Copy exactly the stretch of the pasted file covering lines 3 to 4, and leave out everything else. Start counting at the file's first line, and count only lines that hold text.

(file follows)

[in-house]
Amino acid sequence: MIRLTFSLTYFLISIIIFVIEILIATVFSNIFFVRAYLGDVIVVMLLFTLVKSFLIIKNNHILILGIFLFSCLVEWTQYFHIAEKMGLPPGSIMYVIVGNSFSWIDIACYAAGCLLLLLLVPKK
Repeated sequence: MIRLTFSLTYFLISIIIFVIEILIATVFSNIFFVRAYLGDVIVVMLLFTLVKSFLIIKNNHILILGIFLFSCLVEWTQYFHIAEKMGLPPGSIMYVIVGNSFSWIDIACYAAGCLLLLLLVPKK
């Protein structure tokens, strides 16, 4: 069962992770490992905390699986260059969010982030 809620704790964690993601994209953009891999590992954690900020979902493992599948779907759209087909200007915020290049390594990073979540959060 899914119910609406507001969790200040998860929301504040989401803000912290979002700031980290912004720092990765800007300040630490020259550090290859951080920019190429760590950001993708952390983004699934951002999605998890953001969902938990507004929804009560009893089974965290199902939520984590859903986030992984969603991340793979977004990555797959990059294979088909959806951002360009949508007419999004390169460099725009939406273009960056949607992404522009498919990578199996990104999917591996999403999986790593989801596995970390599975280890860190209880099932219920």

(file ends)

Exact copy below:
Repeated sequence: MIRLTFSLTYFLISIIIFVIEILIATVFSNIFFVRAYLGDVIVVMLLFTLVKSFLIIKNNHILILGIFLFSCLVEWTQYFHIAEKMGLPPGSIMYVIVGNSFSWIDIACYAAGCLLLLLLVPKK
């Protein structure tokens, strides 16, 4: 069962992770490992905390699986260059969010982030 809620704790964690993601994209953009891999590992954690900020979902493992599948779907759209087909200007915020290049390594990073979540959060 899914119910609406507001969790200040998860929301504040989401803000912290979002700031980290912004720092990765800007300040630490020259550090290859951080920019190429760590950001993708952390983004699934951002999605998890953001969902938990507004929804009560009893089974965290199902939520984590859903986030992984969603991340793979977004990555797959990059294979088909959806951002360009949508007419999004390169460099725009939406273009960056949607992404522009498919990578199996990104999917591996999403999986790593989801596995970390599975280890860190209880099932219920």